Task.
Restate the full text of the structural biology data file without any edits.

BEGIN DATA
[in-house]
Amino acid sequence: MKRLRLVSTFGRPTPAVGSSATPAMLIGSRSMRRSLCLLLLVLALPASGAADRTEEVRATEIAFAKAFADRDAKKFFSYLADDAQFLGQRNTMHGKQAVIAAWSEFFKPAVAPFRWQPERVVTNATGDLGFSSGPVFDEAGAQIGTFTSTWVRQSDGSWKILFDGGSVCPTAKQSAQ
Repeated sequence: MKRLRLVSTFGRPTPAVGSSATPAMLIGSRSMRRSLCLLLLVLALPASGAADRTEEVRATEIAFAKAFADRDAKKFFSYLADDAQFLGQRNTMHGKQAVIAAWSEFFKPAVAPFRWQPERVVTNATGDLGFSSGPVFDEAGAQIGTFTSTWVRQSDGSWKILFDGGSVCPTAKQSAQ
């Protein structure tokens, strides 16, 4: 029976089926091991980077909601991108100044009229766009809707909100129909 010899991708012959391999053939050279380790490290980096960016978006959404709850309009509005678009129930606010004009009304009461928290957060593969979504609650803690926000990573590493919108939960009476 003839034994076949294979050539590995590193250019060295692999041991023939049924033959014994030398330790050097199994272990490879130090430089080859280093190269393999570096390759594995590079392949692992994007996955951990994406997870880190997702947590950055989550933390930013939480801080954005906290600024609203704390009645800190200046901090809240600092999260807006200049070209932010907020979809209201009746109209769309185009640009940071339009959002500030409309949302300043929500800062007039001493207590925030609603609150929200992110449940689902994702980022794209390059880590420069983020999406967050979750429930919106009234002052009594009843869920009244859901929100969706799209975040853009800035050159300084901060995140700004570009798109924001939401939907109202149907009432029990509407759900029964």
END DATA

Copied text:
[in-house]
Amino acid sequence: MKRLRLVSTFGRPTPAVGSSATPAMLIGSRSMRRSLCLLLLVLALPASGAADRTEEVRATEIAFAKAFADRDAKKFFSYLADDAQFLGQRNTMHGKQAVIAAWSEFFKPAVAPFRWQPERVVTNATGDLGFSSGPVFDEAGAQIGTFTSTWVRQSDGSWKILFDGGSVCPTAKQSAQ
Repeated sequence: MKRLRLVSTFGRPTPAVGSSATPAMLIGSRSMRRSLCLLLLVLALPASGAADRTEEVRATEIAFAKAFADRDAKKFFSYLADDAQFLGQRNTMHGKQAVIAAWSEFFKPAVAPFRWQPERVVTNATGDLGFSSGPVFDEAGAQIGTFTSTWVRQSDGSWKILFDGGSVCPTAKQSAQ
């Protein structure tokens, strides 16, 4: 029976089926091991980077909601991108100044009229766009809707909100129909 010899991708012959391999053939050279380790490290980096960016978006959404709850309009509005678009129930606010004009009304009461928290957060593969979504609650803690926000990573590493919108939960009476 003839034994076949294979050539590995590193250019060295692999041991023939049924033959014994030398330790050097199994272990490879130090430089080859280093190269393999570096390759594995590079392949692992994007996955951990994406997870880190997702947590950055989550933390930013939480801080954005906290600024609203704390009645800190200046901090809240600092999260807006200049070209932010907020979809209201009746109209769309185009640009940071339009959002500030409309949302300043929500800062007039001493207590925030609603609150929200992110449940689902994702980022794209390059880590420069983020999406967050979750429930919106009234002052009594009843869920009244859901929100969706799209975040853009800035050159300084901060995140700004570009798109924001939401939907109202149907009432029990509407759900029964």